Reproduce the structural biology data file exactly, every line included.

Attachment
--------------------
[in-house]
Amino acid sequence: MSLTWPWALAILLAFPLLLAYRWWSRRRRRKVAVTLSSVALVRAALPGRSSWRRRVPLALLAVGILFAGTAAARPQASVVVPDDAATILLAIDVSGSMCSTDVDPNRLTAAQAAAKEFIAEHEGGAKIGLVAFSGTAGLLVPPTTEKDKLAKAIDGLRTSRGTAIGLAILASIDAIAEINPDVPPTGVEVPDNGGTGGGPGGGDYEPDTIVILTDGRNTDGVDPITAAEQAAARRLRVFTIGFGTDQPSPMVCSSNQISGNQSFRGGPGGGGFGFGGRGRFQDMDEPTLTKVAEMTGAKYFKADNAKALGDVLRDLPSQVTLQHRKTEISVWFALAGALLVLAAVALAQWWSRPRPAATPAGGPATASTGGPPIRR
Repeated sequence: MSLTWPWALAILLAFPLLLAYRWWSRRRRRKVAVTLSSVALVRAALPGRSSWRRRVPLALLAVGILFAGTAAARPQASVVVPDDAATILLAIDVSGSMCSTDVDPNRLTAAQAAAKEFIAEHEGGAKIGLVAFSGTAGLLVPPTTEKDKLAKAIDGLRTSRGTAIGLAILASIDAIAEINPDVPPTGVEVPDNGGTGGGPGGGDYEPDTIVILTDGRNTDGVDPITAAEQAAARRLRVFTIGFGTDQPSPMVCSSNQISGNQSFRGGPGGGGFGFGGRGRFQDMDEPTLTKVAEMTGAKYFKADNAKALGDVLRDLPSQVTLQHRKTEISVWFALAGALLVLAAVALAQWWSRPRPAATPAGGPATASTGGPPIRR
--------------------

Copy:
[in-house]
Amino acid sequence: MSLTWPWALAILLAFPLLLAYRWWSRRRRRKVAVTLSSVALVRAALPGRSSWRRRVPLALLAVGILFAGTAAARPQASVVVPDDAATILLAIDVSGSMCSTDVDPNRLTAAQAAAKEFIAEHEGGAKIGLVAFSGTAGLLVPPTTEKDKLAKAIDGLRTSRGTAIGLAILASIDAIAEINPDVPPTGVEVPDNGGTGGGPGGGDYEPDTIVILTDGRNTDGVDPITAAEQAAARRLRVFTIGFGTDQPSPMVCSSNQISGNQSFRGGPGGGGFGFGGRGRFQDMDEPTLTKVAEMTGAKYFKADNAKALGDVLRDLPSQVTLQHRKTEISVWFALAGALLVLAAVALAQWWSRPRPAATPAGGPATASTGGPPIRR
Repeated sequence: MSLTWPWALAILLAFPLLLAYRWWSRRRRRKVAVTLSSVALVRAALPGRSSWRRRVPLALLAVGILFAGTAAARPQASVVVPDDAATILLAIDVSGSMCSTDVDPNRLTAAQAAAKEFIAEHEGGAKIGLVAFSGTAGLLVPPTTEKDKLAKAIDGLRTSRGTAIGLAILASIDAIAEINPDVPPTGVEVPDNGGTGGGPGGGDYEPDTIVILTDGRNTDGVDPITAAEQAAARRLRVFTIGFGTDQPSPMVCSSNQISGNQSFRGGPGGGGFGFGGRGRFQDMDEPTLTKVAEMTGAKYFKADNAKALGDVLRDLPSQVTLQHRKTEISVWFALAGALLVLAAVALAQWWSRPRPAATPAGGPATASTGGPPIRR